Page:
-Transparent memory offloading (TMO) is Meta’s data center solution for offering more memory at a fraction of the cost and power of existing technologies
-In production since 2021, TMO saves 20 percent to 32 percent of memory per server across millions of servers in our data center fleet
We are witnessing massive growth in the memory needs of emerging applications, such as machine learning, coupled with the slowdown of DRAM device scaling and large fluctuations of the DRAM cost. This has made DRAM prohibitively expensive as a sole memory capacity solution at Meta’s scale.
But alternative technologies such as NVMe-connected solid state drives (SSDs) offer higher capacity than DRAM at a fraction of the cost and power. Transparently offloading colder memory to such cheaper memory technologies via kernel or hypervisor techniques offers a promising approach to curb the appetite for DRAM. The key challenge, however, involves developing a robust data center–scale solution. Such a solution must be able to deal with diverse workloads and the large performance variance of different offload devices, such as compressed memory, SSD, and NVM.
Transparent Memory Offloading (TMO) is Meta’s solution for heterogeneous data center environments. It introduces a new Linux kernel mechanism that measures the lost work due to resource shortage across CPU, memory, and I/O in real time. Guided by this information and without any prior application knowledge, TMO automatically adjusts the amount of memory to offload to a heterogeneous device, such as compressed memory or an SSD. It does so according to the device’s performance characteristics and the application’s sensitivity to slower memory accesses. TMO holistically identifies offloading opportunities from not only the application containers but also the sidecar containers that provide infrastructure-level functions.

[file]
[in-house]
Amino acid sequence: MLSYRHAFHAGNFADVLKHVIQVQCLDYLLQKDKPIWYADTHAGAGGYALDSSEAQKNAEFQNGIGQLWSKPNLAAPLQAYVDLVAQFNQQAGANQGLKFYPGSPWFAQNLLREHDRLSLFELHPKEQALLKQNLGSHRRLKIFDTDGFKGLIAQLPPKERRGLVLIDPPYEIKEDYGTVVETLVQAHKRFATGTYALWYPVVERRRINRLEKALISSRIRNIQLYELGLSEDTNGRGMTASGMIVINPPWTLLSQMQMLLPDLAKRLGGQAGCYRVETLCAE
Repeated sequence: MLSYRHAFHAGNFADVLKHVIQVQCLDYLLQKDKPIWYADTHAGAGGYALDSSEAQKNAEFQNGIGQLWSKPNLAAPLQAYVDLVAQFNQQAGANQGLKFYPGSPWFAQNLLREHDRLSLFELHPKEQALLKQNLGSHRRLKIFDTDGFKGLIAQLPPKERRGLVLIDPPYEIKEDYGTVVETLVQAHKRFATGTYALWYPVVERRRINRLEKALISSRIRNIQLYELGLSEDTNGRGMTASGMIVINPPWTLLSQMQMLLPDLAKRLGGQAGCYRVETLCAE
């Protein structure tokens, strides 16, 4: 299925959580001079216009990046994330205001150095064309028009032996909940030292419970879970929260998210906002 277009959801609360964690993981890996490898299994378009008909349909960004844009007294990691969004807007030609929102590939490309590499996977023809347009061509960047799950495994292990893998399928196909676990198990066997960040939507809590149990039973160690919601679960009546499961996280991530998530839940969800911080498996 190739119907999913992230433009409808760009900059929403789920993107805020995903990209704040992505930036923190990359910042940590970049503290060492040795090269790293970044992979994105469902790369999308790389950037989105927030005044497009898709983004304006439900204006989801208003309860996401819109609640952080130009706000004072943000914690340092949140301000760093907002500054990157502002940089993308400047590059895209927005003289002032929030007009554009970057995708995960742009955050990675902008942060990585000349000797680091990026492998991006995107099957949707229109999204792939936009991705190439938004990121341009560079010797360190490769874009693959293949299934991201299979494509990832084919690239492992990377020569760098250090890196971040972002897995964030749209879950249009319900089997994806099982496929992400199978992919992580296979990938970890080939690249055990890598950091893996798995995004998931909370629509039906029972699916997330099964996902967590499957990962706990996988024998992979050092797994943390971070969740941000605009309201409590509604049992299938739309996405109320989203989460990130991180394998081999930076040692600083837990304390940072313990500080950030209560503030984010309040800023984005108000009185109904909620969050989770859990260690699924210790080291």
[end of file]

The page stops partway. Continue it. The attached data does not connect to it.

TMO has been running in production for more than a year, and has saved 20 percent to 32 percent of total memory across millions of servers in our expansive data center fleet. We have successfully upstreamed TMO’s OS components into the Linux kernel.
The opportunity for offloading
In recent years, a plethora of cheaper, non-DRAM memory technologies, such as NVMe SSDs, have been successfully deployed in our data centers or are on their way. Moreover, emerging non-DDR memory bus technologies such as Compute Express Link (CXL) provide memory-like access semantics and close-to-DDR performance. The memory-storage hierarchy shown in Figure 1 illustrates how various technologies stack against each other. The confluence of these trends affords new opportunities for memory tiering that were impossible in the past.
With memory tiering, less frequently accessed data gets migrated to slower memory. The application itself, a userspace library, the kernel, or the hypervisor can drive the migration process. Our TMO work focuses on kernel-driven migration, or swapping. Why? Because it can be applied transparently to many applications without requiring application modification. Despite its conceptual simplicity, kernel-driven swapping for latency-sensitive data center applications is challenging at hyperscale. We built TMO, a transparent memory offloading solution for containerized environments.
The solution: Transparent memory offloading
TMO consists of the following components:
Pressure Stall Information (PSI), a Linux kernel component that measures the lost work due to resource shortage across CPU, memory, and I/O in real time. For the first time, we can directly measure an application’s sensitivity to memory access slowdown without resorting to fragile low-level metrics such as the page promotion rate.
Senpai, a userspace agent that applies mild, proactive memory pressure to effectively offload memory across diverse workloads and heterogeneous hardware with minimal impact on application performance.